Island of Doomed Men (1940)

  • Year: 1940
  • Released: 20 May 1940
  • Country: United States
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  • Available in: 720p, 1080p,
  • Language: English
  • MPA Rating: Passed
  • Genre: Crime, Drama, Thriller
  • Runtime: 68 min
  • Writer: Robert Hardy Andrews
  • Director: Charles Barton
  • Cast: Peter Lorre, Rochelle Hudson, Robert Wilcox
  • Keywords: prison, undercover agent, doomed man, wrongful imprisonment, doom, remote island,
0% – Critics
0% – Audience

Island of Doomed Men Storyline

Sadistic Stephen Danel owns a penal island, and when he is not humiliating and mistreating his wife, he is torturing his convict prisoners and using them for slave labor. Government agent Mark Sheldon is sent to infiltrate the island and bring Danel to justice.—Ken Yousten

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Island of Doomed Men Movie Reviews

A film that lets Lorre be Lorre

Given his reputation as the archetypal crazed villain, in his long film career Peter Lorre played relatively few such characters, but his Stephen Danel in “Island of Doomed Men” is powerful enough to imprint such an image in generations of movie-watchers. With typical grace and intelligence, Lorre crafts this pulp heavy into an intricate portrayal of the quintessential fascist bully, winning through intimidation, gratified at bending others to his will yet genuinely puzzled and hurt by his inability to earn the love of his cherished captive-wife. As with so many other films he appeared in, the mercurial actor brings something real and human to this typically false and silly Hollywood pantomime.

Peter Lorre at his most menacing

Peter Lorre gives one of his most evil performances as the owner of the titled place. The plot has a new government agent being put on the track of Peter Lorre’s character. When the G-man’s contact his killed by one of Lorre’s agents, the G-man is sent to prison for the killing even though everyone knows there is more to the story. Lorre has the man paroled into his care and brought to his island where he is mining diamonds. Lorre wants to know what our hero knows, but he isn’t talking and a battle of wills is set in motion.

This is a good solid little thriller that doesn’t quite make a great deal of sense plot wise, but even so the film holds your interest. I had put the film on last night in order to use it as something to drift off to, instead I found the tale riveting enough I was up an extra 70 minutes. Lorre is the reason that one falls into this. His quite demeanor is unnerving. He does very little but its clear from his orders and the way everyone reacts to him (watch how they light his cigarettes) that he is a bad dude.

Worth a look if you should run across it.

Seen on Pittsburgh’s Chiller Theater in 1966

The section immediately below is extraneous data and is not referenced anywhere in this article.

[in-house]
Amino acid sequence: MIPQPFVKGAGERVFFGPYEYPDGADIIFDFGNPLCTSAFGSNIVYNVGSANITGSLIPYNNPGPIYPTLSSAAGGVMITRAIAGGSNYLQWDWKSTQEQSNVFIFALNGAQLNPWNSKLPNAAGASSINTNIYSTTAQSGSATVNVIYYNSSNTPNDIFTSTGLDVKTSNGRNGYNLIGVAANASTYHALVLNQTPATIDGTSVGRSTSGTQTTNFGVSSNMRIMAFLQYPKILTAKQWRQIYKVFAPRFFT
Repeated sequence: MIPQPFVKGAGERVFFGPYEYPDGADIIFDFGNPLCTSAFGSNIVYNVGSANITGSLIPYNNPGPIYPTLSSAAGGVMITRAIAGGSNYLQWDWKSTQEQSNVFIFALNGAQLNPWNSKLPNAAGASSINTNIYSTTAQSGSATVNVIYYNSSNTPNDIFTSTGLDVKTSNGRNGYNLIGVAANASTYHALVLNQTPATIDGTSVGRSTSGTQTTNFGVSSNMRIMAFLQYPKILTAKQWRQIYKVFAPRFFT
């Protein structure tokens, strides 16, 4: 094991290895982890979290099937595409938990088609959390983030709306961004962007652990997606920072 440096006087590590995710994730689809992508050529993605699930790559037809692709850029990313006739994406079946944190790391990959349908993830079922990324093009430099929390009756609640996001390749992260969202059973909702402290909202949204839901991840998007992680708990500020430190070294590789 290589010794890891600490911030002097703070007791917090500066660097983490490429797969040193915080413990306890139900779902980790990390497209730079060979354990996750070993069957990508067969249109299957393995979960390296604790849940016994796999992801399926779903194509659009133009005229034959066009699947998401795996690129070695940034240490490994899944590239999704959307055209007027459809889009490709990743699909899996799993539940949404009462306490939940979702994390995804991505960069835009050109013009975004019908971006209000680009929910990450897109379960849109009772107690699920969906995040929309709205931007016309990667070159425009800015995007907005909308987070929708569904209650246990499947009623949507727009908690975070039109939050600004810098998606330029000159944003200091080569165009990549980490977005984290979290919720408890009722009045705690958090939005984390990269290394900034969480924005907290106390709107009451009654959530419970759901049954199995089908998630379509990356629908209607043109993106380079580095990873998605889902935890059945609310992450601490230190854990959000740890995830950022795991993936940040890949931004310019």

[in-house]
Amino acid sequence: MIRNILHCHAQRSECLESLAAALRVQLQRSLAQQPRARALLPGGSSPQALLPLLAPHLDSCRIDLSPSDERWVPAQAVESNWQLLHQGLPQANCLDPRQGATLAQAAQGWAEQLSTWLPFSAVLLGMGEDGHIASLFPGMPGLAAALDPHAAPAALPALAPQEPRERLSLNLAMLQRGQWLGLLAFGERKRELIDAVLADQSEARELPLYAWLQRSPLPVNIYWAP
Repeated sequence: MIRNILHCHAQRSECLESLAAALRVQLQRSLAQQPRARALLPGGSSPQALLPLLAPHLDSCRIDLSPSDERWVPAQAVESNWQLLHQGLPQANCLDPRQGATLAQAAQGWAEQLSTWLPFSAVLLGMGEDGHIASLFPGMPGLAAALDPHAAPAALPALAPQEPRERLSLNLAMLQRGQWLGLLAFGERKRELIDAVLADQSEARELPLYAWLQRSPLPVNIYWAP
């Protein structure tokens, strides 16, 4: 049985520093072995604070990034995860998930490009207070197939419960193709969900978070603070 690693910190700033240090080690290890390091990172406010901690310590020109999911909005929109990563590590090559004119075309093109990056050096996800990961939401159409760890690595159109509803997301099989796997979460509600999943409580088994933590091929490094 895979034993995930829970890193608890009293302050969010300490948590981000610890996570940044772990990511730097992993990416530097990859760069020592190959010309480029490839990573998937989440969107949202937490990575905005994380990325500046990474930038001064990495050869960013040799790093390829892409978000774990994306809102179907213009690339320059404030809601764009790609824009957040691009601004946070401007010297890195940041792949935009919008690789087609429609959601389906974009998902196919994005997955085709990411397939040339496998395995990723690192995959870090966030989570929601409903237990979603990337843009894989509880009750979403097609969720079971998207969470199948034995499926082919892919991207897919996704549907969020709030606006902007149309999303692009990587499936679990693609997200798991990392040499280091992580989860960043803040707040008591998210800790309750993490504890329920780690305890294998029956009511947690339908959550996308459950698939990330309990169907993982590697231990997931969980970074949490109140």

1940’s “Island of Doomed Men” was among the 11 Columbia titles included in the SON OF SHOCK television package in the late 1950s, one of three to star Peter Lorre, followed by “The Face Behind the Mask” and “The Boogie Man Will Get You.” The ill-fated actor Robert Wilcox (“The Man They Could Not Hang”) is cast as Mark Sheldon, undercover agent from the Department of Justice, who certainly picks a roundabout way to conduct his investigation; convicted of a murder he didn’t commit, orchestrated by the very man he’s investigating, Lorre’s Stephen Danel, winding up exactly where he intended to be all along after several uncertain months of good behavior. Dead Man’s Isle is the place where Danel employs parolees as slave labor to mine diamonds when not being flogged for disobedience, with only three armed guards (Charles Middleton, Don Beddoe and Bruce Bennett) and an electrified fence to protect his home (“to keep out the animals and snakes!”). Also held captive is Danel’s beautiful wife Lorraine (Rochelle Hudson), habitually clinging to Sheldon despite her husband’s protests and seeking aid from houseboy Ziggy (George E. Stone), whose pet monkey throws a fit at the sight of the boss (“keep that monkey away from me!”). The script’s characters are fairly one-dimensional, much like Warners’ 1939 Karloff vehicle “Devil’s Island,” but Lorre’s quiet, soft-spoken presence is more unnerving than any bombastic, overdone performance, making those moments when he does lose his cool quite chilling (what was it about that monkey anyway?). Every time he needs a light someone is there to fearfully do it with shaking hands, and the reactions of others matter more since Hollywood didn’t dare show any depravity. The supporting cast is surprisingly strong but it’s Lorre’s show all the way, actually one of the few vehicles in which he’s top billed as the main heavy (he and Rochelle Hudson had previously co-starred in “Mr. Moto Takes a Chance”). Despite its SHOCK! pedigree, “Island of Doomed Men” aired just once on Pittsburgh’s Chiller Theater on Oct 1 1966.